Where do clinical herbalists tend to get stuck on their journeys?

There is a lot of factual information to cover on a qualification course to fulfil its requirements, which is necessary, but does not always provide as much hands-on experience with the plants and remedy making as a student would like. Some trainee clinical herbalists want to deepen their connection with the plants directly, as well as dive deeper into energetic systems (e.g. Ayurveda, Traditional Chinese Medicine, Western Galenics) than there is time for on a qualification course.

3. What is a herbalist? Isn’t there a middle ground?

Now that you can answer the question - What is a herbalist? - you may now be wondering if there’s a middle ground between self-taught patching things together on your own at home and a full-blown clinical qualification, especially if you don’t want to be a clinical practitioner, but you do want to be confident you know what you’re doing so you can support family and friends safely and effectively.

The answer is yes! This is exactly what we do on our intensive herbalism course - Awaken Herbal Wisdom. We go deep into building your knowledge and skills so you can truly make herbal medicine part of your daily life and your go-to when supporting family and friends. On the course, students:

  • Develop an intimate knowledge of a select group of medicinal herbs able to be grown or foraged in the UK
  • Cultivate the skill of medicine-making with their own hands to begin to establish a resilient home apothecary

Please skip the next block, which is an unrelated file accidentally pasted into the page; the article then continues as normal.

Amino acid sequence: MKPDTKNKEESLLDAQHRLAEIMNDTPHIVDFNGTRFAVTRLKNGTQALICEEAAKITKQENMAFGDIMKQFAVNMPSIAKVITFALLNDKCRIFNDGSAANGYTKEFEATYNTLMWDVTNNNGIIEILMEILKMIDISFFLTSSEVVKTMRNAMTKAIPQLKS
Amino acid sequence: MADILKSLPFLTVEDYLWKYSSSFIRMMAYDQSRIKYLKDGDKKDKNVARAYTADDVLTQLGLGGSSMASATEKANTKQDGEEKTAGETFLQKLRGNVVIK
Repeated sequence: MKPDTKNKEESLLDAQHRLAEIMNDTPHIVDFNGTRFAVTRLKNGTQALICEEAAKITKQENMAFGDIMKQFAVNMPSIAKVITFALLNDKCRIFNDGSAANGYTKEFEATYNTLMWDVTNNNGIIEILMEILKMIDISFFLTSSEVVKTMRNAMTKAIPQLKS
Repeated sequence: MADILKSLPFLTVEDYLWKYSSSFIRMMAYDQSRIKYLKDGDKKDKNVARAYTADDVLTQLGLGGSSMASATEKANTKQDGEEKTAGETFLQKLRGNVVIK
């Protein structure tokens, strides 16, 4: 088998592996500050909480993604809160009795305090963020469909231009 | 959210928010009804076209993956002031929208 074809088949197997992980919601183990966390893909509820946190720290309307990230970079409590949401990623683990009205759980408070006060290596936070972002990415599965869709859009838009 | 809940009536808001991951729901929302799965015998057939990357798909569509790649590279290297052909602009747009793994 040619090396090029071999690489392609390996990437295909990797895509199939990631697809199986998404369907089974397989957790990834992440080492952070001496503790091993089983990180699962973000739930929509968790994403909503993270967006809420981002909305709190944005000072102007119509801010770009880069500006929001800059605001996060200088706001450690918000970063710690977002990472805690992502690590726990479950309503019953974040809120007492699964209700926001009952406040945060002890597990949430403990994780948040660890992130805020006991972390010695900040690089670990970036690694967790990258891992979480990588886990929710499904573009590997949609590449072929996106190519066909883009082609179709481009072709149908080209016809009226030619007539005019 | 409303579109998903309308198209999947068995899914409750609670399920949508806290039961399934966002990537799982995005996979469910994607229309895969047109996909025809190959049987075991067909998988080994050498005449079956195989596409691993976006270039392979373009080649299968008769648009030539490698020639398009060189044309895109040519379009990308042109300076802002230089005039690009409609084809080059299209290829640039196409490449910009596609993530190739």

• Peel back the layers of human health and energetics, enabling them to be able to understand how the body works, decipher, then address the messages our bodies express, without memorising extensive lists of medical terminology
  • Attune to the constitutions of people and the qualities of medicinal plants to craft effective and safe herbal treatments
  • Root deeply into their confidence in taking ownership of their health
  • Become part of a tapestry of like-minded, curious and empowered souls
  • Bring and spread joy in cultivating deep health for themselves, their loved ones and their community.

So if you’ve been wondering - what is a herbalist? - now you are familiar with two main types: the home herbalist and the clinical herbalist. You know the ways their journeys commonly unfold, as well as where they tend to get stuck. You’ve also found there can be a middle ground - a way to become thoroughly competent and confident without going through a full-blown clinical qualification.

And if you’re here in the UK, you’re very welcome to take the next step on your journey learning herbal medicine with us on our intensive herbalism course - Awaken Herbal Wisdom - which spans all four seasons and gets herbalism both deep into your bones and your daily life. This is the course that will give you that solid context and confidence to practise herbalism safely and effectively with your family and friends without having to do a full-blown clinical qualification. You can learn more about our herbal medicine course here. Be sure to put your name on the waiting list to see what the current cohorts are up to and get first access to enrolment before it opens.

Whatever type of herbalist you choose to become, I hope you enjoy the journey!

At Rhodes Roots & Remedies School of Herbal Medicine, our practice of herbalism is rooted in the belief that we must remember, reclaim and relearn our knowledge of our bodies, our autonomy and how to work with plant medicine in order to bring control of our own health back into our families and homes for a sustainable future for ourselves and the planet. Through our intensive herbalism course, we facilitate the development of confident, empowered herbalists, attuned to the messages of their bodies and the natural world. Living the deep wisdom of herbal medicine within themselves, their homes and their communities, they uplift themselves and others, creating a stronger society organically. We do hope you'll join us on your journey!